That conflicted with testimony from Yoon, who said there were multiple episodes of Peter becoming confused amid calls during the half-decade relationship. She said she told their contact at JPMorgan that Peter had memory problems. And an expert witness for the Doelgers wrote in a report to the court that by the latter half of 2019 Peter’s declining mental condition would have been apparent to people at the bank.

Boal, however, pointed out that the family never disclosed to JPMorgan that Peter had dementia or depression, or that he had been diagnosed with a mental health condition or received treatment.

The magistrate also noted that Yoon and the family’s lawyers certified to the court that Peter reviewed and understood the lawsuit before filing it in 2021. A court-ordered exam later declared him unable to testify in the litigation, and both sides have agreed not to contest it.

Disputing Numbers

More broadly, Boal said, the Doelgers couldn’t show that there were significant facts in dispute that would warrant a trial.

One of those disputes involves the Doelgers’ wealth at the time JPMorgan sought to handle their portfolio. In 2015, JPMorgan documents listed the family’s net worth at $100 million when it was actually closer to $50 million – possibly less.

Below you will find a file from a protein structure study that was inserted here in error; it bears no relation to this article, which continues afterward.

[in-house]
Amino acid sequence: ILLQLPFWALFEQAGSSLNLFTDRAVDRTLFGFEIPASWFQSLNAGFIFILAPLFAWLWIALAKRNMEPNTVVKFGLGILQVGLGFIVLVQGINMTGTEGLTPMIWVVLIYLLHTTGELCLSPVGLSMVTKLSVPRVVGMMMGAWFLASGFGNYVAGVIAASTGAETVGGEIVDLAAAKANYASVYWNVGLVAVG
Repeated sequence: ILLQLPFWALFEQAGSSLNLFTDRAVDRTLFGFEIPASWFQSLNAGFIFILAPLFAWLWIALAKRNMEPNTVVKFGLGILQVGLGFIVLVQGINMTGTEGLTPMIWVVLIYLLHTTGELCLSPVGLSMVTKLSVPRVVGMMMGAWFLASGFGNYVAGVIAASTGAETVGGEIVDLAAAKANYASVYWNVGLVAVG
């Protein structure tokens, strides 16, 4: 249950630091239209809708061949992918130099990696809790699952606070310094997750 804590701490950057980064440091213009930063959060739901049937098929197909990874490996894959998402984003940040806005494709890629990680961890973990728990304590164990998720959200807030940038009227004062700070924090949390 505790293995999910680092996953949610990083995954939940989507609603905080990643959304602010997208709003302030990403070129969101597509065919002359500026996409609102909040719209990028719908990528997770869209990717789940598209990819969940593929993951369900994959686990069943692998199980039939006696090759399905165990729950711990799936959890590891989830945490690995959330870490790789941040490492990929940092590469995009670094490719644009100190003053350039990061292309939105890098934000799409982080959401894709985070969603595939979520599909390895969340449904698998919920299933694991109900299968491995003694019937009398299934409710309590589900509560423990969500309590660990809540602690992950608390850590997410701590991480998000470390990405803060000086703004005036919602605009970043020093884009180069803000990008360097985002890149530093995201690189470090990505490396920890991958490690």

The bulk of the Doelgers’ portfolio was made up of master limited partnerships — securities tied to oil and gas contracts. Under JPMorgan’s suitability guidelines, such securities should be limited to just 5% of a client’s assets.

In 2015, Peter had more than $30 million invested in MLPs. That raised concerns inside JPMorgan, which required him to sign a “Big Boy letter” attesting to his understanding of such complex products and noting that he had been encouraged to diversify his portfolio. By signing, he agreed not to hold JPMorgan liable for any losses.

The Doelgers allege that someone at JPMorgan knowingly overstated Peter’s wealth in order to get the bank to approve the concentration of MLPs – and swapped out pages from an account application after Peter signed it.

Boal, in her recommendation, said the Doelgers didn’t present any evidence of that and that whether the family had $100 million or $50 million of assets was moot because, either way, the MLP investments exceeded the 5% limit.

Photo: Yoon and Peter Doelger in Boston, Massachusetts, US, on Thursday, Aug. 24, 2023. Photographer: Simon Simard/Bloomberg